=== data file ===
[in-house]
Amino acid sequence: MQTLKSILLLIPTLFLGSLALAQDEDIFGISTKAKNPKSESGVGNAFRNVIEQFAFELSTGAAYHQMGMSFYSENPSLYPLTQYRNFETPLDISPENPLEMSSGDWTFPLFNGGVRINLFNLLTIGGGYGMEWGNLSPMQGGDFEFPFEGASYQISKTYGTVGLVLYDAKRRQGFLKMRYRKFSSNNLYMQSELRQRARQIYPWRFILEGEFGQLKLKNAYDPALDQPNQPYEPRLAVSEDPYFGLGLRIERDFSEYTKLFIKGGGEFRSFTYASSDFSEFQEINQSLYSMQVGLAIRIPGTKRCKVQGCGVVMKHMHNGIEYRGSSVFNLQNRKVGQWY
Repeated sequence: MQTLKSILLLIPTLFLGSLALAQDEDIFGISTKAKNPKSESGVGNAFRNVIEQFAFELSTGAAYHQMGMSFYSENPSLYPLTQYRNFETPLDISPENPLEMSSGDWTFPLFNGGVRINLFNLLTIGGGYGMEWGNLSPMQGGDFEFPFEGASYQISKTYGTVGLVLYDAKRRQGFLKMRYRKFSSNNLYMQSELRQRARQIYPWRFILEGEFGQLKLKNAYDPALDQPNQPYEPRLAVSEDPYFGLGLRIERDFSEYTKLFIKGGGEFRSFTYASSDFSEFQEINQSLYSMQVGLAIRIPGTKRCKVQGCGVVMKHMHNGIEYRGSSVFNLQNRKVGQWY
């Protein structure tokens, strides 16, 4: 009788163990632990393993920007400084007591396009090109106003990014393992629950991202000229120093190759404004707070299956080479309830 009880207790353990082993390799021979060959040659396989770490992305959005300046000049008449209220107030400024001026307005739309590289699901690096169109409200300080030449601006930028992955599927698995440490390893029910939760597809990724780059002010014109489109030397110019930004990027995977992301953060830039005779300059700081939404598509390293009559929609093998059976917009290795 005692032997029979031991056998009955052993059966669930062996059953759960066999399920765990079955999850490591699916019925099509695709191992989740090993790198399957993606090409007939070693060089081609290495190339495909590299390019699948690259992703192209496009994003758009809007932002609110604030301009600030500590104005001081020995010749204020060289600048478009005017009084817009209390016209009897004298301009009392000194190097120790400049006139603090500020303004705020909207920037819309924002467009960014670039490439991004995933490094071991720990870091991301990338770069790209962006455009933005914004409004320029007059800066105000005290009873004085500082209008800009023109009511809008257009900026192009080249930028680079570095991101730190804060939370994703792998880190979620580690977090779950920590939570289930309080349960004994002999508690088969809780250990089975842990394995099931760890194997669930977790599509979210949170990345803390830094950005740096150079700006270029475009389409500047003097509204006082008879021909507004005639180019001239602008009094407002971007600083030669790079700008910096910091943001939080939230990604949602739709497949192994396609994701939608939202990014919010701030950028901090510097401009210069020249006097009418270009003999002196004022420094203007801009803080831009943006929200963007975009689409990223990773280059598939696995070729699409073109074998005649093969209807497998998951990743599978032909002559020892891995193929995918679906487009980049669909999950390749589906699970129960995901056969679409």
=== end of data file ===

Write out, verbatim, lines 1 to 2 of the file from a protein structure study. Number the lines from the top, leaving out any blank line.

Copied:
[in-house]
Amino acid sequence: MQTLKSILLLIPTLFLGSLALAQDEDIFGISTKAKNPKSESGVGNAFRNVIEQFAFELSTGAAYHQMGMSFYSENPSLYPLTQYRNFETPLDISPENPLEMSSGDWTFPLFNGGVRINLFNLLTIGGGYGMEWGNLSPMQGGDFEFPFEGASYQISKTYGTVGLVLYDAKRRQGFLKMRYRKFSSNNLYMQSELRQRARQIYPWRFILEGEFGQLKLKNAYDPALDQPNQPYEPRLAVSEDPYFGLGLRIERDFSEYTKLFIKGGGEFRSFTYASSDFSEFQEINQSLYSMQVGLAIRIPGTKRCKVQGCGVVMKHMHNGIEYRGSSVFNLQNRKVGQWY